Achieving predictable success with implants in the aesthetic zone is essential for clinicians. Promoting marginal bone and stability of the gingival environment is key to obtaining a predictable aesthetic outcome. The present study aimed to describe a technique that combines a flapless approach to immediate extraction and placement of sloped implants, using an acellular dermal matrix to contain the coronal aspect of a deproteinised bovine bone mineral graft. This minimally invasive technique results in stable augmentation of soft tissue thickness to ensure predictable aesthetic results. A collection of case reports with a follow-up period of up to 45 months is presented to demonstrate the surgical technique. Clinical presentation showed relative stability of the soft tissue margins during the evaluation period.Conflict-of-interest statement: The authors declare there are no conflicts of interest relating to this study. Int J Oral Maxillofac Implants 2021;36:122–125.
Keywords: aesthetics, bone graft, immediate placement, single implant, surgical procedure
Purpose: The aim of this retrospective study was to determine if penicillin allergy and/or clindamycin therapy may contribute to a higher incidence of postsurgical infections after bone augmentation.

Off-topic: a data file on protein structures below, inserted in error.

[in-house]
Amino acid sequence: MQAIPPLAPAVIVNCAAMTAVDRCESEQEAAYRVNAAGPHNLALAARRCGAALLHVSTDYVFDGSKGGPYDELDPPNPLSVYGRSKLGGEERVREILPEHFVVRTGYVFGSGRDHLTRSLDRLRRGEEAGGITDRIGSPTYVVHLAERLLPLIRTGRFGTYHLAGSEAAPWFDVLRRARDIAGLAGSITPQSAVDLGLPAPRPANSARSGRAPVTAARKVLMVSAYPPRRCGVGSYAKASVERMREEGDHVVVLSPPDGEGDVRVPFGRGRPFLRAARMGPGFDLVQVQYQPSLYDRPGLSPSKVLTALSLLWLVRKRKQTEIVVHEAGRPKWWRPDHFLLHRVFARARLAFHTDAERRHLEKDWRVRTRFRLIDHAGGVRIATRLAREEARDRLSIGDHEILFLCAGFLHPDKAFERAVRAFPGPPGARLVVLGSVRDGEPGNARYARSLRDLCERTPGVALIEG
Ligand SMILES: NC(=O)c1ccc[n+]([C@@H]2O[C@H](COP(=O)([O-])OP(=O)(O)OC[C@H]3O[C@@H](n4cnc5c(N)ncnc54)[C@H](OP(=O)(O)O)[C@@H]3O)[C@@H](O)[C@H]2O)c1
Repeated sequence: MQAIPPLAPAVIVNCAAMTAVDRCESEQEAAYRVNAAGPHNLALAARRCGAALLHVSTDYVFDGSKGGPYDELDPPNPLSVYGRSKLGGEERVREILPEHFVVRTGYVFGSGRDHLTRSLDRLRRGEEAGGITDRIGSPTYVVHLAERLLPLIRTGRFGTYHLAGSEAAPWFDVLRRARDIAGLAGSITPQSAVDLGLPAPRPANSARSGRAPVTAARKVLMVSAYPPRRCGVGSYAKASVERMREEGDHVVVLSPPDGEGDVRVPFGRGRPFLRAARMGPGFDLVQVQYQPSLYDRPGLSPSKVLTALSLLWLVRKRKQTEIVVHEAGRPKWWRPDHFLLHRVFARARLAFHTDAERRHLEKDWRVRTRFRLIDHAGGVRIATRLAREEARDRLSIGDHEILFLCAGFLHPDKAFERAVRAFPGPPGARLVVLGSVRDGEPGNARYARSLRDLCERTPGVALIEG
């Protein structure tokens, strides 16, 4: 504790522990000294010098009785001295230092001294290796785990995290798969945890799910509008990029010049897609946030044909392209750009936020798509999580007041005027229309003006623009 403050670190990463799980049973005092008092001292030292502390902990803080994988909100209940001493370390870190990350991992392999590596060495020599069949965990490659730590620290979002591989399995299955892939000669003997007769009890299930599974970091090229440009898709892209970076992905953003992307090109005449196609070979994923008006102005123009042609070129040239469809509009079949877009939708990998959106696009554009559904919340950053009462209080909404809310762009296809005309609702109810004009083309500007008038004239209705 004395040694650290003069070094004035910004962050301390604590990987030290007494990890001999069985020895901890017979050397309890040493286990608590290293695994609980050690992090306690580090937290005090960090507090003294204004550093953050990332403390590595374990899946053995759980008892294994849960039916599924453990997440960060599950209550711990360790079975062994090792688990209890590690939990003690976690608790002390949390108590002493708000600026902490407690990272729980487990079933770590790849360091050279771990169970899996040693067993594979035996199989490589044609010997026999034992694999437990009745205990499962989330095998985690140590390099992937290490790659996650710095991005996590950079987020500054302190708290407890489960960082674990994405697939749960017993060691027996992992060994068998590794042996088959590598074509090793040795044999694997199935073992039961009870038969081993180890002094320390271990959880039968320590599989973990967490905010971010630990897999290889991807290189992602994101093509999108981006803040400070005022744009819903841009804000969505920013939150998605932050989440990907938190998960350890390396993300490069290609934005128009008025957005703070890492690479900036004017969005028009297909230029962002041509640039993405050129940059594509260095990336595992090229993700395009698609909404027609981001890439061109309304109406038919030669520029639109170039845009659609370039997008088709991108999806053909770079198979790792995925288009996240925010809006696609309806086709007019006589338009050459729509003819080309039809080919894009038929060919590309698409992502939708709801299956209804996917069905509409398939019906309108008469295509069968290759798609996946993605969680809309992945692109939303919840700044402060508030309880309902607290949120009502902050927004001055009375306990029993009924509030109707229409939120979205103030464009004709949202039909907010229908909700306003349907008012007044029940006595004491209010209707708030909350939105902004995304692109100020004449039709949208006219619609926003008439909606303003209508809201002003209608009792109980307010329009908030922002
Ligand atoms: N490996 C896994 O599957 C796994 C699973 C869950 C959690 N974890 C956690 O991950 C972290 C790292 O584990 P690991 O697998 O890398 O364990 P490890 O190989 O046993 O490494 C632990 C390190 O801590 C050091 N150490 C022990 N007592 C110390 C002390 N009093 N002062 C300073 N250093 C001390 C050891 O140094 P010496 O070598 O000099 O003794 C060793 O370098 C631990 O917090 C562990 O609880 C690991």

Materials and methods: This retrospective study analyzed patients between 2014 and 2019 who received bone augmentation procedures (socket grafting [SG]; ridge augmentation [RA]) prior to placement of dental implants. All the grafting procedures were performed under preoperative and postoperative oral antibiotic coverage with either amoxicillin or clindamycin for patients who reported penicillin allergy. Infections associated with the bone augmentation procedures were recorded.
Results: In this study, 1,814 patients received 2,961 bone augmentation procedures (2,530 SG, 431 A). In the 2,530 SG procedures, 270 (10.7%) were associated with a penicillin allergy. Infections occurred in 91 of the 2,530 SG sites (3.6%). However, the infection rate was 10.7% (29 SG sites) for clindamycin and only 2.7% (62 SG sites) for amoxicillin (P < .02). In the 431 RA procedures, 71 (16.5%) were associated with a penicillin allergy. Overall infections occurred in 31 of the 431 sites (7.2%). However, the infection rate was 22.5% (16 RA sites) for clindamycin and only 4.2% for amoxicillin (15 RA sites; P < .01). Penicillin-allergic patients taking clindamycin demonstrated a higher risk of infection with a risk ratio of 6.9 (95% CI) and 4.5 (95% CI) compared with nonallergic patients taking amoxicillin for RA and SG, respectively.
Conclusion: Penicillin allergy and the use of clindamycin following SG and RA procedures was associated with a higher rate of infection and may be a risk factor for bone augmentation complications. Correspondence to: firstname.lastname@example.org.
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